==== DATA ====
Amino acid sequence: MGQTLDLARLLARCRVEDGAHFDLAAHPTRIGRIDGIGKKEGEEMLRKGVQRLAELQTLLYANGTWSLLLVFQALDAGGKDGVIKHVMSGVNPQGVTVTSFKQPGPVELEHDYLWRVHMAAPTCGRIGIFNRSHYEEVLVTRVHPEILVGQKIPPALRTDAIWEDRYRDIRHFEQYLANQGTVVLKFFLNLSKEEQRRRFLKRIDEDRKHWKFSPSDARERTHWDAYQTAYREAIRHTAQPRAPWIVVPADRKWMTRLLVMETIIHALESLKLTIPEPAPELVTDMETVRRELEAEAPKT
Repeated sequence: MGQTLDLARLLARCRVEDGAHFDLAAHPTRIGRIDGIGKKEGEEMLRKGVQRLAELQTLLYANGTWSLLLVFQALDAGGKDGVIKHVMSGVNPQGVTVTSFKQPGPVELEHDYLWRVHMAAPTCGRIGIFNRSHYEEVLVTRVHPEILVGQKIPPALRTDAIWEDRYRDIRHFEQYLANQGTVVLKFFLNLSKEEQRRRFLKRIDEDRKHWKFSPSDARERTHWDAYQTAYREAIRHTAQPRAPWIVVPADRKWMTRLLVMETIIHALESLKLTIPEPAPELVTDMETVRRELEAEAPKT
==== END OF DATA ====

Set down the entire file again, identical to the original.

Amino acid sequence: MGQTLDLARLLARCRVEDGAHFDLAAHPTRIGRIDGIGKKEGEEMLRKGVQRLAELQTLLYANGTWSLLLVFQALDAGGKDGVIKHVMSGVNPQGVTVTSFKQPGPVELEHDYLWRVHMAAPTCGRIGIFNRSHYEEVLVTRVHPEILVGQKIPPALRTDAIWEDRYRDIRHFEQYLANQGTVVLKFFLNLSKEEQRRRFLKRIDEDRKHWKFSPSDARERTHWDAYQTAYREAIRHTAQPRAPWIVVPADRKWMTRLLVMETIIHALESLKLTIPEPAPELVTDMETVRRELEAEAPKT
Repeated sequence: MGQTLDLARLLARCRVEDGAHFDLAAHPTRIGRIDGIGKKEGEEMLRKGVQRLAELQTLLYANGTWSLLLVFQALDAGGKDGVIKHVMSGVNPQGVTVTSFKQPGPVELEHDYLWRVHMAAPTCGRIGIFNRSHYEEVLVTRVHPEILVGQKIPPALRTDAIWEDRYRDIRHFEQYLANQGTVVLKFFLNLSKEEQRRRFLKRIDEDRKHWKFSPSDARERTHWDAYQTAYREAIRHTAQPRAPWIVVPADRKWMTRLLVMETIIHALESLKLTIPEPAPELVTDMETVRRELEAEAPKT